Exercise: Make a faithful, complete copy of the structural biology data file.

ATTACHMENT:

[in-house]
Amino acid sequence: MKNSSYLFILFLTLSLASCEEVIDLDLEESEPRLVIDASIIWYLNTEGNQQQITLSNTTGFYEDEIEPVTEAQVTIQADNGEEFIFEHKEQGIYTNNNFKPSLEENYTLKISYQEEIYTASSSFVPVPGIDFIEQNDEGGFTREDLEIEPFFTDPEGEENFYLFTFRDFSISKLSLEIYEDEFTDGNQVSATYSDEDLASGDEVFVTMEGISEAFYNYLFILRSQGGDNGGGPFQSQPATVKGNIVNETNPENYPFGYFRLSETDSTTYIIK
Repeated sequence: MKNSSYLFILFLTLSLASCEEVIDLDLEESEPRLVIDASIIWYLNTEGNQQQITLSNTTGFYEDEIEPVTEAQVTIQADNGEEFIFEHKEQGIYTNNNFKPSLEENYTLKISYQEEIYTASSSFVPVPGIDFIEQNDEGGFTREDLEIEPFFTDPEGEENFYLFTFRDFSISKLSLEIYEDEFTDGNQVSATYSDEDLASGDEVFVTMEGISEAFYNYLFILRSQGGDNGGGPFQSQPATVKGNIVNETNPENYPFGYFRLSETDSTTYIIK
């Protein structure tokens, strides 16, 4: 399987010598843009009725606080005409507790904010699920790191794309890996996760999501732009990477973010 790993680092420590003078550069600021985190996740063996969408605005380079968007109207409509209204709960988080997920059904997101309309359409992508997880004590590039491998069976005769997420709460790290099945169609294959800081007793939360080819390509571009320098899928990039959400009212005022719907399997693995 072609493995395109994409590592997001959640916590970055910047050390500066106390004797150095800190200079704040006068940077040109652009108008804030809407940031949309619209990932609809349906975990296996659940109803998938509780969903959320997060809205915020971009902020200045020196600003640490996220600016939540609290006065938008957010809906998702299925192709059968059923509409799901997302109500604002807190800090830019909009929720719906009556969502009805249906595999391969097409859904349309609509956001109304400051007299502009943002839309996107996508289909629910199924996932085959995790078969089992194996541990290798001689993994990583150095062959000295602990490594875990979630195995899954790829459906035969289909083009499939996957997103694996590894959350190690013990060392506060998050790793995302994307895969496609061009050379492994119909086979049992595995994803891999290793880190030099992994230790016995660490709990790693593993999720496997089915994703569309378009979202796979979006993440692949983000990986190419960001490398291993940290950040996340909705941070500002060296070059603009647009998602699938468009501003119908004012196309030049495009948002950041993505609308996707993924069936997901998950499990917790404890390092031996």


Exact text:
[in-house]
Amino acid sequence: MKNSSYLFILFLTLSLASCEEVIDLDLEESEPRLVIDASIIWYLNTEGNQQQITLSNTTGFYEDEIEPVTEAQVTIQADNGEEFIFEHKEQGIYTNNNFKPSLEENYTLKISYQEEIYTASSSFVPVPGIDFIEQNDEGGFTREDLEIEPFFTDPEGEENFYLFTFRDFSISKLSLEIYEDEFTDGNQVSATYSDEDLASGDEVFVTMEGISEAFYNYLFILRSQGGDNGGGPFQSQPATVKGNIVNETNPENYPFGYFRLSETDSTTYIIK
Repeated sequence: MKNSSYLFILFLTLSLASCEEVIDLDLEESEPRLVIDASIIWYLNTEGNQQQITLSNTTGFYEDEIEPVTEAQVTIQADNGEEFIFEHKEQGIYTNNNFKPSLEENYTLKISYQEEIYTASSSFVPVPGIDFIEQNDEGGFTREDLEIEPFFTDPEGEENFYLFTFRDFSISKLSLEIYEDEFTDGNQVSATYSDEDLASGDEVFVTMEGISEAFYNYLFILRSQGGDNGGGPFQSQPATVKGNIVNETNPENYPFGYFRLSETDSTTYIIK
């Protein structure tokens, strides 16, 4: 399987010598843009009725606080005409507790904010699920790191794309890996996760999501732009990477973010 790993680092420590003078550069600021985190996740063996969408605005380079968007109207409509209204709960988080997920059904997101309309359409992508997880004590590039491998069976005769997420709460790290099945169609294959800081007793939360080819390509571009320098899928990039959400009212005022719907399997693995 072609493995395109994409590592997001959640916590970055910047050390500066106390004797150095800190200079704040006068940077040109652009108008804030809407940031949309619209990932609809349906975990296996659940109803998938509780969903959320997060809205915020971009902020200045020196600003640490996220600016939540609290006065938008957010809906998702299925192709059968059923509409799901997302109500604002807190800090830019909009929720719906009556969502009805249906595999391969097409859904349309609509956001109304400051007299502009943002839309996107996508289909629910199924996932085959995790078969089992194996541990290798001689993994990583150095062959000295602990490594875990979630195995899954790829459906035969289909083009499939996957997103694996590894959350190690013990060392506060998050790793995302994307895969496609061009050379492994119909086979049992595995994803891999290793880190030099992994230790016995660490709990790693593993999720496997089915994703569309378009979202796979979006993440692949983000990986190419960001490398291993940290950040996340909705941070500002060296070059603009647009998602699938468009501003119908004012196309030049495009948002950041993505609308996707993924069936997901998950499990917790404890390092031996």